Helicobacter pylori and gastric cancer - the clinicians' point of view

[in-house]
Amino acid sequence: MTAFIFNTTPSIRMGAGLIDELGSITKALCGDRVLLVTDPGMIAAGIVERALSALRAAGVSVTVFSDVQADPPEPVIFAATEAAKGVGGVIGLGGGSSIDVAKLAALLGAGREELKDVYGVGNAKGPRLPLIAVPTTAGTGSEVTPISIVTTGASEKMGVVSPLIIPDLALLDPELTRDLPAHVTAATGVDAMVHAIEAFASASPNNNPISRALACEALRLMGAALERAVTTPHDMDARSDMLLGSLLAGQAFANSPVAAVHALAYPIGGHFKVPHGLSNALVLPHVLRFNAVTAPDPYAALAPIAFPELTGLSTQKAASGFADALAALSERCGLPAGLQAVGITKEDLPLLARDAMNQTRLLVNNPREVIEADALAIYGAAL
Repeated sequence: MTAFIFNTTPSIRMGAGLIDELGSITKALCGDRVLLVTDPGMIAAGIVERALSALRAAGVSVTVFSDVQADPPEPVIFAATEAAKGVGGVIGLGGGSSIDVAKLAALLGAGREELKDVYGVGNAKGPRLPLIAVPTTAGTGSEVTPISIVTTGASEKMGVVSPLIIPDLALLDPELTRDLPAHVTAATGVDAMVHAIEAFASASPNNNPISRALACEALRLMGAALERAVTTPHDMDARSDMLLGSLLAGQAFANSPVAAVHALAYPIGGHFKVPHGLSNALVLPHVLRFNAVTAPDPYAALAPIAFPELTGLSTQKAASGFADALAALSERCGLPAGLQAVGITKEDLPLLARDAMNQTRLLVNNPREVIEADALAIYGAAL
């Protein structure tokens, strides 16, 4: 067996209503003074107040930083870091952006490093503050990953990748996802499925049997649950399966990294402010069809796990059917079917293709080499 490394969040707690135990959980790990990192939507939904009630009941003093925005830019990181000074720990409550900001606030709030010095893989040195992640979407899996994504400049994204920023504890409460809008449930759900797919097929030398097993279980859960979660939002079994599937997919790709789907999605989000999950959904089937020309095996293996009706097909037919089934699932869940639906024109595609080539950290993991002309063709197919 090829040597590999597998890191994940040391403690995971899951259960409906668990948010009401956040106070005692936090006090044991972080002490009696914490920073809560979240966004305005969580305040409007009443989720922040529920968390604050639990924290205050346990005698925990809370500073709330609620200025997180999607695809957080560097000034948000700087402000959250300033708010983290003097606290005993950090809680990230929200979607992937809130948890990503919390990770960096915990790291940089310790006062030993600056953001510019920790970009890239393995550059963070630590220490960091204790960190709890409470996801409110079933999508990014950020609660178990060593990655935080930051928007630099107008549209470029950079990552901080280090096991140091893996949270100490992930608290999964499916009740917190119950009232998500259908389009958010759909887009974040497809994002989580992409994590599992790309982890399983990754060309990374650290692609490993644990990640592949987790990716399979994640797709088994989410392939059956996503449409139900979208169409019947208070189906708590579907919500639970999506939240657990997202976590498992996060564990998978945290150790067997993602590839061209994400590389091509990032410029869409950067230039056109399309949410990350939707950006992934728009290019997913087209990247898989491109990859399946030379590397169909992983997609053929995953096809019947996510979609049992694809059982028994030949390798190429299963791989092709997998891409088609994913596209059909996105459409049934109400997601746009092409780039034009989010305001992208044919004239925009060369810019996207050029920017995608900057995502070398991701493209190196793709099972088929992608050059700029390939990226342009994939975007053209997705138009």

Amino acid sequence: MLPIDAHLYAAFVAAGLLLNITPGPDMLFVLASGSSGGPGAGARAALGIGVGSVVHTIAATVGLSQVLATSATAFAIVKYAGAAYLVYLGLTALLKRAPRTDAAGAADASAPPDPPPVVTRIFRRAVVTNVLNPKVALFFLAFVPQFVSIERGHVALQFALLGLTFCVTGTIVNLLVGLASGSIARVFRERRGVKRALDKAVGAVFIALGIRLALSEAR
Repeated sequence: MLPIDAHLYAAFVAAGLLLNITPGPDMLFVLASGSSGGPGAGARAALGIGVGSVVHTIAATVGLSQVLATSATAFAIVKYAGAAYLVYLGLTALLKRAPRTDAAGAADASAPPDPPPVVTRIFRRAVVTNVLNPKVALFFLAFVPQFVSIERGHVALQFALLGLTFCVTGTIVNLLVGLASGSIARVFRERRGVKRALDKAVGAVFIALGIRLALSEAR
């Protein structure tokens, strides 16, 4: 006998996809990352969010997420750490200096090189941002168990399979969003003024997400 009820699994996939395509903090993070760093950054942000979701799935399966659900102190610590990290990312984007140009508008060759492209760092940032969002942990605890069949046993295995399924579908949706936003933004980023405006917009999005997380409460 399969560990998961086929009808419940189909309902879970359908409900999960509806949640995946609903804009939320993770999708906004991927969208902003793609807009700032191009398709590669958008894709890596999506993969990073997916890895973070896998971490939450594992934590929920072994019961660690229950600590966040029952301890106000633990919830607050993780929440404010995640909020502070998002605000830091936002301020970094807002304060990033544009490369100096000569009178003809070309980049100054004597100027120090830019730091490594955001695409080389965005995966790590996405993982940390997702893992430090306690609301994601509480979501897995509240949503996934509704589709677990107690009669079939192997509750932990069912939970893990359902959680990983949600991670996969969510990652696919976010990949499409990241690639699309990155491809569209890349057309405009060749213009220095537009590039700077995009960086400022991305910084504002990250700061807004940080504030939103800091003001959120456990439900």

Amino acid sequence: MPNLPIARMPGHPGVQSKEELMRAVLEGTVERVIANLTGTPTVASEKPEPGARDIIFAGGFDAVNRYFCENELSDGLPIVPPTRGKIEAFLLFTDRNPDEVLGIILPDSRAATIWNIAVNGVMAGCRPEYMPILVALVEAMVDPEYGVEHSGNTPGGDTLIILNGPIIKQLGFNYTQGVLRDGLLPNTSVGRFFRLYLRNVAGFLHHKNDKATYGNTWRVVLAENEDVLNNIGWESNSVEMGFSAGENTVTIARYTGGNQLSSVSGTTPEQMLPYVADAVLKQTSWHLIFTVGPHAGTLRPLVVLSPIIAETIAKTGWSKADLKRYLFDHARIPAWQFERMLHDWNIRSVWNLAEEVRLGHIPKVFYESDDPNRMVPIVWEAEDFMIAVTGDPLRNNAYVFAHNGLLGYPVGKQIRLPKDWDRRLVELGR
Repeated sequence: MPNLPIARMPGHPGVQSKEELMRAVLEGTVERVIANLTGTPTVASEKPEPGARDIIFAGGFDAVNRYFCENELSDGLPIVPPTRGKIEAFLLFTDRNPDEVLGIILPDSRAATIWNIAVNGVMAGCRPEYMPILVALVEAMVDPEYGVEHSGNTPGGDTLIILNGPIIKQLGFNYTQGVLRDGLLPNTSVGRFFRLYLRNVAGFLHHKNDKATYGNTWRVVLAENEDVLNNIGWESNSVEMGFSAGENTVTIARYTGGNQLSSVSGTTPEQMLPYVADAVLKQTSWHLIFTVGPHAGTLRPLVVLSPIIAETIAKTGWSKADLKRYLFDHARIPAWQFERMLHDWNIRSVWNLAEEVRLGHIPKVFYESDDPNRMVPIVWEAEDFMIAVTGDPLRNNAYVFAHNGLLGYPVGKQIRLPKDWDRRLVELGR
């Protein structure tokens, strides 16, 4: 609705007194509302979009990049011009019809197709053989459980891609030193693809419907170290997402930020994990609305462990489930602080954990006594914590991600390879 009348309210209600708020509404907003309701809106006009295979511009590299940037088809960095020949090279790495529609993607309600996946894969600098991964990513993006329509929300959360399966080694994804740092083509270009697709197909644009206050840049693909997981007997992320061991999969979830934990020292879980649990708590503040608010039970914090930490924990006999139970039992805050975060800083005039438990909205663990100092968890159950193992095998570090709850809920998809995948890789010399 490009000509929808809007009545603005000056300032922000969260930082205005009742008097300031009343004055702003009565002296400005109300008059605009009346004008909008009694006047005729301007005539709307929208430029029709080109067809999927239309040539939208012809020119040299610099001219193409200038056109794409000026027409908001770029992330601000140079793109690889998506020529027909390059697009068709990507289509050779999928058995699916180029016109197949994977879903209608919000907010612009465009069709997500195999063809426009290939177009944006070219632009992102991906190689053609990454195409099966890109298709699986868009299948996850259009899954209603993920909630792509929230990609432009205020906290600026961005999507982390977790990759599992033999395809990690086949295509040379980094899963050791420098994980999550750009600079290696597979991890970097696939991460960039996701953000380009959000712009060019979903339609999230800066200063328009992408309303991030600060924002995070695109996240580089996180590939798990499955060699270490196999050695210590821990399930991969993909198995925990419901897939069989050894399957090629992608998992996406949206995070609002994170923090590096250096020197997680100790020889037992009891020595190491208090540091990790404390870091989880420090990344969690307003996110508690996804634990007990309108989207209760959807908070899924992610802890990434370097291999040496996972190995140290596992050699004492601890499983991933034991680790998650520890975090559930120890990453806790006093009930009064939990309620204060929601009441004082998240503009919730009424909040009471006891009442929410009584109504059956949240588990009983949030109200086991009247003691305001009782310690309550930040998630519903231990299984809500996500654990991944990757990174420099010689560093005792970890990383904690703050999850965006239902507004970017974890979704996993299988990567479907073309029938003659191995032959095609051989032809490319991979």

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Although the incidence of gastric cancer has declined dramatically in Western countries, the most recent data from the International Agency for Research on Cancer show that it remains the second most common cancer worldwide and caused 628 000 deaths in 1990. The incidence and prevalence of gastric cancer are projected to increase over the next few decades in less developed countries as a result of the increased longevity of H. pylori-infected populations and improved therapies. Gastric carcinogenesis is a multistep and multifactorial process beginning with H. pylori-associated gastritis in most cases. H. pylori infection, together with other environmental factors and individual susceptibility, determine the final risk for the development of gastric cancer. The magnitude of H. pylori infection as a risk factor for gastric cancer in the published H. pylori and gastric cancer epidemiology studies may have been underestimated due to the inclusion of improperly selected controls. Eradication of the infection has been shown to prevent the occurrence of metachronous gastric cancer following endoscopic resection of early gastric cancer in a Japanese study. However, the generalization of this study to other populations is difficult because of the vast differences in the definition of gastric atrophy and early gastric cancer between Japanese and Western pathologists. Until an international consensus on the pathological diagnosis of gastric atrophy and early gastric cancer is reached, interpretation of studies performed in different countries remains difficult. Clinicians rely on the correct pathological diagnosis to guide the management of H. pylori infection-associated gastrointestinal diseases.
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